BANGKOK — A student who won a class presidency from campaigns that advocated for more freedom at school was stripped of his position today.
Netiwit “Frank” Chotiphatphaisal, who won a landslide victory last Monday, said school officials informed him the election result had been nullified because he was not present to cast the vote. Netiwit protested the decision, saying the election guidelines did not explicitly require the winner to be present at the poll. The school management reportedly told him the rule is universally recognized in many democracies.
Apart from removing Netiwit, the management of Nawaminthrachinuthit School also dissolved the entire 25-member Student Council, leaving the school without a student governing body in the next 12 months.
Speaking by phone, the outspoken student activist said he was absent from school on that day because he was attending an event at Royal Plaza, which commemorated the 81st anniversary of a revolt that paved way for democracy in Thailand.
Netiwit said he knew he risked being disqualified by attending the event, but decided that it was more important to participate in the event to celebrate 81st birthday of Thailand′s democracy.
“I was a fool to have run in the election in the first place,” Netiwit said. “I have hesitated many times about the burdens that will be placed on me as Student President anyway.”
Although he said he would not contest the school’s order, he criticized the dissolution of the student governing body.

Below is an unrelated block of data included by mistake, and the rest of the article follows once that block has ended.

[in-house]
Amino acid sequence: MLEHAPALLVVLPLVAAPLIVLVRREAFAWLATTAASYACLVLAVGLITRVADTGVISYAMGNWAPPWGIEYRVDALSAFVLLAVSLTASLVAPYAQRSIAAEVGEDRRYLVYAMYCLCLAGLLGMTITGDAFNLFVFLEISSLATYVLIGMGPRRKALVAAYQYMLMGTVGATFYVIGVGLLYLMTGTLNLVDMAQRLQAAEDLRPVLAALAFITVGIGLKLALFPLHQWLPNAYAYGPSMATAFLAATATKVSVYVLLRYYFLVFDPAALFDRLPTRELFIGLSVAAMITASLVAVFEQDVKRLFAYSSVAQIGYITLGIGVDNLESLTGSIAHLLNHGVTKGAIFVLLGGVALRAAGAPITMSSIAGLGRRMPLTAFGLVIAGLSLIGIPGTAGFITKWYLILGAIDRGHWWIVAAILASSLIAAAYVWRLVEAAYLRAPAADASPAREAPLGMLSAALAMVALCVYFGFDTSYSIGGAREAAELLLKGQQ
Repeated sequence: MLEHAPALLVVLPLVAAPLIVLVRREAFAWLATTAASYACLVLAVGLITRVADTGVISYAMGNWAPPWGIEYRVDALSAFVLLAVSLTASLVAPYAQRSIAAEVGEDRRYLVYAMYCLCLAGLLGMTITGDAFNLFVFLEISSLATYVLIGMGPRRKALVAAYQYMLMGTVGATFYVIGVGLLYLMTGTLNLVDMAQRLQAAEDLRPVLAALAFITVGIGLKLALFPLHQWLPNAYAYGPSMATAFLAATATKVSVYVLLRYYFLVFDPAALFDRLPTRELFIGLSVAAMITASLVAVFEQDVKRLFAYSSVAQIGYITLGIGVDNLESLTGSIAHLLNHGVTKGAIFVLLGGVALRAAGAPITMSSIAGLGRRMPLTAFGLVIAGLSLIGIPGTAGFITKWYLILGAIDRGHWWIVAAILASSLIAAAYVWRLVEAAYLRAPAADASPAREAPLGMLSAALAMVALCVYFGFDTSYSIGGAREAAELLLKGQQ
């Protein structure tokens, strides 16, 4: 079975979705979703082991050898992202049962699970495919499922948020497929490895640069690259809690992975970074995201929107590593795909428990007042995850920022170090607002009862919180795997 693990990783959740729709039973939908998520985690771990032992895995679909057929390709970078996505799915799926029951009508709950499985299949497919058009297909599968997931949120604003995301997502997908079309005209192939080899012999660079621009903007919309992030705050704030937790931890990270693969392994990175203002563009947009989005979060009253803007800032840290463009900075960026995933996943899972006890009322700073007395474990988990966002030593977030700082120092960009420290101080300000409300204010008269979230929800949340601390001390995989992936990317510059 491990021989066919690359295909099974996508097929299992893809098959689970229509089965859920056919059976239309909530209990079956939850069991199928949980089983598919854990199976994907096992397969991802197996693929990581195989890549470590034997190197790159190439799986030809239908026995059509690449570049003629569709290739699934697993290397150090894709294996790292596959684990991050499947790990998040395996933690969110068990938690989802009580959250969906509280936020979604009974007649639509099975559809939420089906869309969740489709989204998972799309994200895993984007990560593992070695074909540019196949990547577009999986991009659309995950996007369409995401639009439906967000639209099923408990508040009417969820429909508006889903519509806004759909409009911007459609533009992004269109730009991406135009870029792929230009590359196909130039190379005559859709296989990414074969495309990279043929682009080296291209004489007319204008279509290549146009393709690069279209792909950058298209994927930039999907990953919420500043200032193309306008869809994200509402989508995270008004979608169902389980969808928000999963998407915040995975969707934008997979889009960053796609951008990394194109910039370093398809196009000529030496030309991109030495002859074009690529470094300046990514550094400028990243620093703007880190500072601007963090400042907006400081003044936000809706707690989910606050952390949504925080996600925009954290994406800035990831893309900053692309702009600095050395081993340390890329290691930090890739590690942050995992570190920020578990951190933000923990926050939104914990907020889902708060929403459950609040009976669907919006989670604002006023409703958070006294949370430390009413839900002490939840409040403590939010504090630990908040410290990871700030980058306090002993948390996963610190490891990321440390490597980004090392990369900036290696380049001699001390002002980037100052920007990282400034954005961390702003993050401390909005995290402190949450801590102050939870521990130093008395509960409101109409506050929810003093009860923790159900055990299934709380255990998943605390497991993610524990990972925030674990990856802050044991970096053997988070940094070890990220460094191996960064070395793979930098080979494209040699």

“It′s unnecessary. I already quit,” Netiwit said. “They should have been content about that and kept the Student Council.”
The student ran for the election on a platform which has gained nationwide attention. He called for abolition of the military-like haircut imposed on schoolboys in many public schools, and the strict hairstyle girls are required to wear.
He has said such regulation has nothing to do with academic excellence, and would dampen creativity and sense of individual freedom for young people.
But his crusade also sparked controversy. Last week, an article on Naewna newspaper, a conservative news outlet, accused him of attempting to destroy Thai culture. Many social media users have lambasted him for “betraying his country.”
On June 24, he won more than 50 percent of the votes. He attributed his victory to the sentiment of the students that sympathized with his campaign against petty regulations. In a previous interview, Netiwit said he would use his elected position to push for reforms.
Now that he has been stripped of office, Netiwit said his activist group would organize
volunteer and charity works that his fellow students can participate in order to instill them a sense of civic duty.